The first comes from one of my favorite journalists, Anand Giridharadas, author of the brand new book, The Persuaders. I had already pre-ordered the book and knew i would get to it eventually, but it moved to the top of my to-read list when his wife, Priya Parker, invited me (and the rest of her mailing list) to a book launch tea with Anand the Sunday before the book’s formal publication date.
I was blown away because his talk focused on how a variety of fairly well-known activists had dealt with their version of my dilemma. Many were to my left but all reached their version of the conclusions I have reached in my own work on connecting the dots in three ways, each of which builds on the previous one.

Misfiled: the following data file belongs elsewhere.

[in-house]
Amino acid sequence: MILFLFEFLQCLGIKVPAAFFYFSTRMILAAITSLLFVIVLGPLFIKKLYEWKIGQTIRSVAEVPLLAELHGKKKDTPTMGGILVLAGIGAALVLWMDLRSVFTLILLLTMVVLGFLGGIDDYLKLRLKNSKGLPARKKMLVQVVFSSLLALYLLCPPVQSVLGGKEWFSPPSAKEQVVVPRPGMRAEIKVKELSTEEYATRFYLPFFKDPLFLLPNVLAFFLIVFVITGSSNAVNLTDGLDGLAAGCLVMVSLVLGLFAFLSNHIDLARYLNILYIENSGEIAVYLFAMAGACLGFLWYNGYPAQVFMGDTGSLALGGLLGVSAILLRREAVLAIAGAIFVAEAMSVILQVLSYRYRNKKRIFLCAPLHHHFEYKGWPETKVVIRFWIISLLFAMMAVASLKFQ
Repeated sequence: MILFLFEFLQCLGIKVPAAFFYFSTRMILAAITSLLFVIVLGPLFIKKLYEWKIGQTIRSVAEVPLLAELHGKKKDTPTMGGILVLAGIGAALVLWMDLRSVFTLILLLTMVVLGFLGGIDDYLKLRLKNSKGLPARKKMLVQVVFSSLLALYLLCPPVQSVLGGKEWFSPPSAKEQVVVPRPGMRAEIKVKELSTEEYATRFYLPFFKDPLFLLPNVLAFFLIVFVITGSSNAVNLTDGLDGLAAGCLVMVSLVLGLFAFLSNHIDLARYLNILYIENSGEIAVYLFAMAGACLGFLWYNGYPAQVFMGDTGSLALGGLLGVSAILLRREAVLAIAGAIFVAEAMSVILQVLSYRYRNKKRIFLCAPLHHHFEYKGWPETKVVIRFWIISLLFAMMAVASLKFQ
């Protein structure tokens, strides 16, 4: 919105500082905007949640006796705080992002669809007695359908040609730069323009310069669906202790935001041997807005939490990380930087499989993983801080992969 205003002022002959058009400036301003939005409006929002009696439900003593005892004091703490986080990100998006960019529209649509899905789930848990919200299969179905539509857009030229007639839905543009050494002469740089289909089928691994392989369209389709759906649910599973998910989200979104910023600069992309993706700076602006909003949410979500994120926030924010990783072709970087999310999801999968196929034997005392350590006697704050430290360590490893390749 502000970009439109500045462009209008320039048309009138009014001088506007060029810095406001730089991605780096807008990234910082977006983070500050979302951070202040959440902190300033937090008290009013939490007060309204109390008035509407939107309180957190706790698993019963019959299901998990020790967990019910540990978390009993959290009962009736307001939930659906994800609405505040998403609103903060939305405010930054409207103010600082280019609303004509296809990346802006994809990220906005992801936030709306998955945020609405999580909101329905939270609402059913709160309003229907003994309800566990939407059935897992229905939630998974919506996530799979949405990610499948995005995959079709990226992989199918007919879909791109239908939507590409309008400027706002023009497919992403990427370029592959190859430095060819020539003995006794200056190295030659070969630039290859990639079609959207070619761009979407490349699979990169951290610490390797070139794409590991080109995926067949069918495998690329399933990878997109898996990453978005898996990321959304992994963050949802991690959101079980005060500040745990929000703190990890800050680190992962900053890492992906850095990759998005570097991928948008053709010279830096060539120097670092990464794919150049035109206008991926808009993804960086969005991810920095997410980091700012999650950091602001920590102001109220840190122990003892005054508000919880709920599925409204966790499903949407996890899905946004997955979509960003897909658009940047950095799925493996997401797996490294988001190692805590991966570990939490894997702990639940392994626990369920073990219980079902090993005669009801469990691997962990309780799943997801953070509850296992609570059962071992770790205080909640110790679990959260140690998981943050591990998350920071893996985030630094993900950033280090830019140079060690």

A movement has to grow in order to succeed. This first point might seem obvious. The kinds of movements he writes about and those I work with are not strong enough to have a chance of winning these days, whether “winning” involves public opinion, the electorate, or policy making at any level.
In other words, they will have to grow.
For good or ill, a lot of what I see happening gets in the way of that growth, including the way many of my peacebuilding friends deal with people who are not part of our “tribe.” That starts with the attitude(s) we take toward those we disagree with which all too often make it hard for the movements I believe in to expand their base of support.
Put simply, it is hard to expand that base at a time when what is often referred to as calling out culture dominates much of the progressive movement.